3. It seems to me that modern society is obsessed with age. Huge parties for “milestone” birthdays and constant references to the “aging” population – I refuse to be a part of it – I only fill in my age on forms where it can be considered essential and will not take part in the “When you get to our age” conversations. The number behind your name is irrelevant in my opinion, it is simply a man made accounting.

    I am happy that you seem to be having the chance to agree terms with your father at this late stage. My husband had a similar experience, although never really at odds with his father he hadn’t had the chance to really known him until the very later stages of his 100 man made accounting periods 🙂 and then they became very close and it was precious to both of them and I know it is a great comfort to my husband now “Joe” is gone.

    Liked by 1 person

    • Yes, we resist being boxed into a categories that come with fixed associations. Birth and death are mysterious tresholds. Then again, nothing just starts or ends, a myth travels from one realm into the next. With slow aging some relationship knots come more into awareness, and sometimes even loosen up – a sweet solace.

      Liked by 1 person

  4. It’s quite a thing to look back and have those complexes tweaked yet again Ashen but at the same time to remember the adventurous spirit in past times, like crossing freezing rivers. I started listening to the BBC broadcast but time is pushing. re the dream – wanting to leave the ground and how things are and gain loftier heights? That’s what comes to me … someone wanted you to do it a 2nd time – did you, in spite of knowing that trials cannot be repeated?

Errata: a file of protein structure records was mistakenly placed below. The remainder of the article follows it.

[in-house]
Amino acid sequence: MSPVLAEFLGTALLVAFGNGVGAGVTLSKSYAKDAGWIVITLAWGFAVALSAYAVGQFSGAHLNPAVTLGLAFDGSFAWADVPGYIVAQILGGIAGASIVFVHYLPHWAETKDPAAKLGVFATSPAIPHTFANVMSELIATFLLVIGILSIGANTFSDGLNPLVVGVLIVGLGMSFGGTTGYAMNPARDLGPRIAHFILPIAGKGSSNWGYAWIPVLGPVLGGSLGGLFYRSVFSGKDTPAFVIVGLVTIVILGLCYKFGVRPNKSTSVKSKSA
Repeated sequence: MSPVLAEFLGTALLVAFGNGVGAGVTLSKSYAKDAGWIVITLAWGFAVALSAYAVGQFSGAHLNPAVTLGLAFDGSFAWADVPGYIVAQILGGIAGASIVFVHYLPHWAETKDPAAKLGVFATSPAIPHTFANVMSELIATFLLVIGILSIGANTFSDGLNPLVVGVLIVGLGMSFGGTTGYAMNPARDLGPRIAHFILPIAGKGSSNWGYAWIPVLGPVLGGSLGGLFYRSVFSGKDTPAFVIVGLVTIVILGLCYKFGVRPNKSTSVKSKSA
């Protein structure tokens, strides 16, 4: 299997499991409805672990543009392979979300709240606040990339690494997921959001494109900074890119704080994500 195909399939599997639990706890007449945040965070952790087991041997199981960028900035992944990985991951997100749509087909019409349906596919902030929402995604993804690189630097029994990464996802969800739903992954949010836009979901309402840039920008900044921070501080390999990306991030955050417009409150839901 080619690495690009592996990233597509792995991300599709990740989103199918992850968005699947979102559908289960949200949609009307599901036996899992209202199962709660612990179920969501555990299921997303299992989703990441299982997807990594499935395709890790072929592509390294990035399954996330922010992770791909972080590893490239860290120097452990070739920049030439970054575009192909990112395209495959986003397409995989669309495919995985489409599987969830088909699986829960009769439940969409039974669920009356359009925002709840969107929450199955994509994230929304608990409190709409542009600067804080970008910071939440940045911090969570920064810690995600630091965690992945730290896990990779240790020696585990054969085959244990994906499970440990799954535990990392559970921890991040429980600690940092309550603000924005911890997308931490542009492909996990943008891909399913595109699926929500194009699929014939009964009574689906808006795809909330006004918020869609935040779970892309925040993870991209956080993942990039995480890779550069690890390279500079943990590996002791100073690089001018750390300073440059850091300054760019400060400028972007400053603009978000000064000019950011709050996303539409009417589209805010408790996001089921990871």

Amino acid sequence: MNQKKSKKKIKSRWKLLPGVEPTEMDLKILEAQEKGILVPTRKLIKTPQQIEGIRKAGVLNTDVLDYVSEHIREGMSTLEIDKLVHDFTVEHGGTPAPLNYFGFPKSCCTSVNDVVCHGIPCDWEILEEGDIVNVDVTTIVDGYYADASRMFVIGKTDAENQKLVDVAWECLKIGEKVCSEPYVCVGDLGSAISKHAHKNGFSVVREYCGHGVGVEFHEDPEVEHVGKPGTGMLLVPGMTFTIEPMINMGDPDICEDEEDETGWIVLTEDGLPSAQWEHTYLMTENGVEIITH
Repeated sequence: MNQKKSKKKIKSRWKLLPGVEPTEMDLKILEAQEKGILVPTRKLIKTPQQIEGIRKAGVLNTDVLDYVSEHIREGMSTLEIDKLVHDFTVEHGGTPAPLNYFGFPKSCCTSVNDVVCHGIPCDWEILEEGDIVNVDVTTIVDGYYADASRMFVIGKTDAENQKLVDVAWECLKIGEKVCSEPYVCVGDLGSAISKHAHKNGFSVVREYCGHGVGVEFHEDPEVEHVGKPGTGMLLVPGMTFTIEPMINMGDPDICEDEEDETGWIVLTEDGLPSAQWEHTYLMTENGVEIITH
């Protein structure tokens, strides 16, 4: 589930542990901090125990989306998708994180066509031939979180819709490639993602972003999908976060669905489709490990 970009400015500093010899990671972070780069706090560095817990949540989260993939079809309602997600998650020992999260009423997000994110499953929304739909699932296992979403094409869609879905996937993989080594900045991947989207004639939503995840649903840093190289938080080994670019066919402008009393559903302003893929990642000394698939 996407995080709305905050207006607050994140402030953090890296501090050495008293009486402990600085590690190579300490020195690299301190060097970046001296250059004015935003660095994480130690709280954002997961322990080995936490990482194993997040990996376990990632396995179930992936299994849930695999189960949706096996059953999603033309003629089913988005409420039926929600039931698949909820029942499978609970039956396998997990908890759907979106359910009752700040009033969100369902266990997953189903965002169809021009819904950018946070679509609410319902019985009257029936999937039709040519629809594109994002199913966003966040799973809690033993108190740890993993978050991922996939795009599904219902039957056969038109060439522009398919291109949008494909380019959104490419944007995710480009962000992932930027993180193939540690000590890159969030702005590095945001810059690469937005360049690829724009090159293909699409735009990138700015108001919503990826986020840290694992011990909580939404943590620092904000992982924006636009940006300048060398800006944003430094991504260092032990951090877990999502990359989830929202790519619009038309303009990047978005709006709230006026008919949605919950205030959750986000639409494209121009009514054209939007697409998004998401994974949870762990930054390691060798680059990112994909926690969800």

Hope you’re recovering well – taking a train ride sounds like a restful thing to do … let the world go by …

    Liked by 1 person

    • I have much to thank my father for, the travelling during childhood, many practical skills, and I told him how I appreciated this. When his expectations clashed with my risk-taking spirit I paid the prize. This I often moan about, but must fully own. I glimpse a little more freedom and beauty in my life.
      Train journey’s are great for catching up on reading, if not too many platform changes are involved. It was my first time through the Eurotunnel. I prefer watching clouds.

      Liked by 1 person

  5. Thank you Ashen,
    I took care of my old father recently, I share many of your feelings.
    Maristella

    Liked by 1 person

    • Thank you, Maristella. What is it about fathers? My father wanted a boy. I guess that sentiment galvanised women during the last two centuries, with mixed resuts. But at least a marker was set, for human rights.

      Liked by 1 person

  6. The many and varied unknowns which confront us when we enter another’s world, can be confronting and at times hurtful. Reserving judgement and recovering one’s favoured memories may be a rose coloured glasses outlook, however what else do we have but to press on with fondness and love as our partner?
    Travelling with you Ashen.B

    Liked by 1 person

  7. “…given my peculiar tolerance for uncertainty…” Good also to be open to ambiguity.

    Liked by 1 person

Thanks for visiting. Feel free to respond and, or, share the post.

Fill in your details below or click an icon to log in:

WordPress.com Logo

You are commenting using your WordPress.com account. Log Out / Change )

Twitter picture

You are commenting using your Twitter account. Log Out / Change )

Facebook photo

You are commenting using your Facebook account. Log Out / Change )

Google+ photo

You are commenting using your Google+ account. Log Out / Change )

Connecting to %s